by: Tim

Dear Anonymous,

Thank you for your comment and congratulations on making the call. You are now faced with a common problem. One that I had myself several years ago. You are ready to petition a Masonic lodge for membership, but in order to do that two of the members must vouch for you as a man. Unfortunately, you don't know two members well enough yet for them to do that. So, what to do?

It's simple really. You just keep doing more of what you already did. Call them; go to the lodge and have dinner with them; invite them to coffee. Basically, get to know them and let them get to know you. It may take a little more time, but the two men who eventually sign your petition will be putting their reputation on the line for you. You want them to be sure.

Congratulations again and I wish you all the best in your search for more light.

Fraternally,

Tim

Dec 29, 2011
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iraq
by: Anonymous

zeus.sond@yahoo.com

Jan 15, 2012
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Questions with Becoming a Member
by: Jeremiah

I am in a similar situation, where I would like to join the Geand Lodge of New York. I had talked with my mother and grandmother and came to find out my great-grandfather was a Freemason in the Racine, WI lodge and was buried with a full Masonic funeral. I was curious if having blood linage to a member that passed in good standing holds any weight like it did a long time ago. The other issue I have is I am unsure how to contact the lodge he attended as it was in a completely different state than where I reside. Any information you may have would be very much appreciated.

Jan 16, 2012
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Congratulations on your Masonic heritage
by: Tim

Hello Jeremiah,

Thank you for your question and congratulations on discovering the Masonic heritage within your family. Many of us have been drawn to the Craft because a family member or loved one was a Mason. Your Great-Grandfather being a Mason, though, will have no impact or influence on your petition for membership.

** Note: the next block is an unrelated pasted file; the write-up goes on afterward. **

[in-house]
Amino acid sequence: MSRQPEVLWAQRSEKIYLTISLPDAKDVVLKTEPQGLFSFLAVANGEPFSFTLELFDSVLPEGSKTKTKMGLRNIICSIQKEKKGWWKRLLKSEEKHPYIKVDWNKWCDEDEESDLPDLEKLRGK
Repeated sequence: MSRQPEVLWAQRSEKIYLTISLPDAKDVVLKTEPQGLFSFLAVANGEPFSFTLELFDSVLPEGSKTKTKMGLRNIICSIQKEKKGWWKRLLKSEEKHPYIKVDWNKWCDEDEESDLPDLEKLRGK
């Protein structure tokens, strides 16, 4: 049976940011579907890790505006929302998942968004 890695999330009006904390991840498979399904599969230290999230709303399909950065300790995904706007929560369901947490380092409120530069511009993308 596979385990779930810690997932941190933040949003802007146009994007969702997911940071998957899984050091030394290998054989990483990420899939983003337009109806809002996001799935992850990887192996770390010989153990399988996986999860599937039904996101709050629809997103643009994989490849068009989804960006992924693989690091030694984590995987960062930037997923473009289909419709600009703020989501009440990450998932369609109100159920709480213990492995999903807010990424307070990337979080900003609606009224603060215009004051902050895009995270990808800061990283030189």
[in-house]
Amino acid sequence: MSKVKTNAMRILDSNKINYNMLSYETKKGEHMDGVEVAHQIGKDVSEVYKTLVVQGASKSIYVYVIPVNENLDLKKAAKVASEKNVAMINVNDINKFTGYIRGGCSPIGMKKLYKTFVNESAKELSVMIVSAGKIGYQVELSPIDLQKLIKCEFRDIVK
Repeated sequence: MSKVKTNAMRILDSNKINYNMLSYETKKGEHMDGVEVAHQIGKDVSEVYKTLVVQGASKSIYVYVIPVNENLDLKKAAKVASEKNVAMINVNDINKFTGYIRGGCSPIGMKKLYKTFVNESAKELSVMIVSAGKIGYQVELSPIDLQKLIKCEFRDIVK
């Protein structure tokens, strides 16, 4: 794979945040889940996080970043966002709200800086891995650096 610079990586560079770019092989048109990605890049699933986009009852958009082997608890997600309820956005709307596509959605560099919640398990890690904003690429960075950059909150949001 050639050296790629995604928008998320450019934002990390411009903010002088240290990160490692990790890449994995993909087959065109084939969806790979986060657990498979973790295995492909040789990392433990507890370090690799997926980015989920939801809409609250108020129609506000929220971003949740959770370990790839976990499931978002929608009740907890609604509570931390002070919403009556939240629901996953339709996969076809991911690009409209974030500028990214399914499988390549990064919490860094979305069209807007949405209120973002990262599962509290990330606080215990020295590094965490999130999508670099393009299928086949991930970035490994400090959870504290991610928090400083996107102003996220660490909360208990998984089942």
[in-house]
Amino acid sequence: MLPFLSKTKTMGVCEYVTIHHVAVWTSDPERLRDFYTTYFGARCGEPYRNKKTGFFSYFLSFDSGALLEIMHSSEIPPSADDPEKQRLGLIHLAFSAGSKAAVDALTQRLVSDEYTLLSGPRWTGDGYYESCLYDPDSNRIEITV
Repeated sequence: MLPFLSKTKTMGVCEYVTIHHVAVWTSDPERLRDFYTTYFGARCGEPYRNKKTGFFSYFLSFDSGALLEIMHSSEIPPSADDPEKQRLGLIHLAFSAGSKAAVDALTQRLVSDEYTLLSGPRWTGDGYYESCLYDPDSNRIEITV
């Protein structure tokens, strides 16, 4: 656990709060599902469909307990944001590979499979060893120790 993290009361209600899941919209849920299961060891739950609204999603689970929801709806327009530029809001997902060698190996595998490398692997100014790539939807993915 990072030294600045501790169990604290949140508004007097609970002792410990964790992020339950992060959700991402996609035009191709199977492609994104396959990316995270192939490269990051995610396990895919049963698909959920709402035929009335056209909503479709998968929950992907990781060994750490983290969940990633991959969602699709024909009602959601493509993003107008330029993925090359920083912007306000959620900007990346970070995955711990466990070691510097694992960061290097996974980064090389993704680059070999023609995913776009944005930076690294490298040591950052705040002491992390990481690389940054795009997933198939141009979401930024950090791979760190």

We each come to Freemasonry as a free man and an individual. Our petition for membership is, or certainly should be, judged by our particular qualities of character and not by those who may have come before us. Just as the son should not be judged by the character of the father, neither should he be honored. It's a wonderful thing that your Great-Grandfather was a Mason and something to be proud of, but you will be accepted solely on your own quality of character and sincerity.

As to contacting your Great-Grandpa's Lodge I would suggest starting with the Grand Lodge of Wisconsin. They should have records of his membership and then you can dig further and contact his Lodge if you wish. Below is the Web address for the Grand Lodge of Wisconsin. Just contact them and ask for help in your research.

WWW.Wisc-Freemasonry.org

When you're ready to proceed, or if you just want to get more information, contact a Lodge in your area. They will be happy to help and answer any questions you may have. If you're not sure where the local Lodge is located you can generally find them in the phone book or by going through the Grand Lodge Web site. Below is their Web address:

WWW.NYMasons.org

I wish you all the best in your search for Light and thank you for visiting Masonsmart.

Tim

Nov 28, 2012
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liking to join
by: abdulmuizz

i will like to the society

Aug 18, 2013
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THE BEST PLACE TO B
by: MARK GONO

MASON, THIS IS WERE I WANT TO BE